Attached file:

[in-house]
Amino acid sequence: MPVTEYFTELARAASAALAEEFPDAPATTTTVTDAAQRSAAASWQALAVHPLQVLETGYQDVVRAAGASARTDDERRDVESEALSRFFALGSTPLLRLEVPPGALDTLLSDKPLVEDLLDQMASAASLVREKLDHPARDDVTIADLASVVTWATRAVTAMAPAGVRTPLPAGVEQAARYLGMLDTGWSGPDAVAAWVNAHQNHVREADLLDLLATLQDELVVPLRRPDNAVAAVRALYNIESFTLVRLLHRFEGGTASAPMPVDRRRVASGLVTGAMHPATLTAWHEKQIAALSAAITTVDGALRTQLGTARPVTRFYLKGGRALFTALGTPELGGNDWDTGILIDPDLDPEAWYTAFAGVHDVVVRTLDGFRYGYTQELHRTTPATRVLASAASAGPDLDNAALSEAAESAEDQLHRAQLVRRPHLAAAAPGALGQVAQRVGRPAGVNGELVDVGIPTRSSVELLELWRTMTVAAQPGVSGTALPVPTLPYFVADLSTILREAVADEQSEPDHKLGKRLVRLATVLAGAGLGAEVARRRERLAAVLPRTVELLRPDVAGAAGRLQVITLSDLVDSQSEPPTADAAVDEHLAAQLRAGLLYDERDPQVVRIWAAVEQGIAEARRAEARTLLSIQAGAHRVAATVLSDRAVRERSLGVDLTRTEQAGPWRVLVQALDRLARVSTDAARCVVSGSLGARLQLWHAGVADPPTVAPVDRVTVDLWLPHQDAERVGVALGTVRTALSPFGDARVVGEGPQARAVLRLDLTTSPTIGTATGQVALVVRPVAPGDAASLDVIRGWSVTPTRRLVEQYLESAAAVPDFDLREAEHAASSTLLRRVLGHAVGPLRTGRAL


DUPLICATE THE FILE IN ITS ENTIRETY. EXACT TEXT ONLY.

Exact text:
[in-house]
Amino acid sequence: MPVTEYFTELARAASAALAEEFPDAPATTTTVTDAAQRSAAASWQALAVHPLQVLETGYQDVVRAAGASARTDDERRDVESEALSRFFALGSTPLLRLEVPPGALDTLLSDKPLVEDLLDQMASAASLVREKLDHPARDDVTIADLASVVTWATRAVTAMAPAGVRTPLPAGVEQAARYLGMLDTGWSGPDAVAAWVNAHQNHVREADLLDLLATLQDELVVPLRRPDNAVAAVRALYNIESFTLVRLLHRFEGGTASAPMPVDRRRVASGLVTGAMHPATLTAWHEKQIAALSAAITTVDGALRTQLGTARPVTRFYLKGGRALFTALGTPELGGNDWDTGILIDPDLDPEAWYTAFAGVHDVVVRTLDGFRYGYTQELHRTTPATRVLASAASAGPDLDNAALSEAAESAEDQLHRAQLVRRPHLAAAAPGALGQVAQRVGRPAGVNGELVDVGIPTRSSVELLELWRTMTVAAQPGVSGTALPVPTLPYFVADLSTILREAVADEQSEPDHKLGKRLVRLATVLAGAGLGAEVARRRERLAAVLPRTVELLRPDVAGAAGRLQVITLSDLVDSQSEPPTADAAVDEHLAAQLRAGLLYDERDPQVVRIWAAVEQGIAEARRAEARTLLSIQAGAHRVAATVLSDRAVRERSLGVDLTRTEQAGPWRVLVQALDRLARVSTDAARCVVSGSLGARLQLWHAGVADPPTVAPVDRVTVDLWLPHQDAERVGVALGTVRTALSPFGDARVVGEGPQARAVLRLDLTTSPTIGTATGQVALVVRPVAPGDAASLDVIRGWSVTPTRRLVEQYLESAAAVPDFDLREAEHAASSTLLRRVLGHAVGPLRTGRAL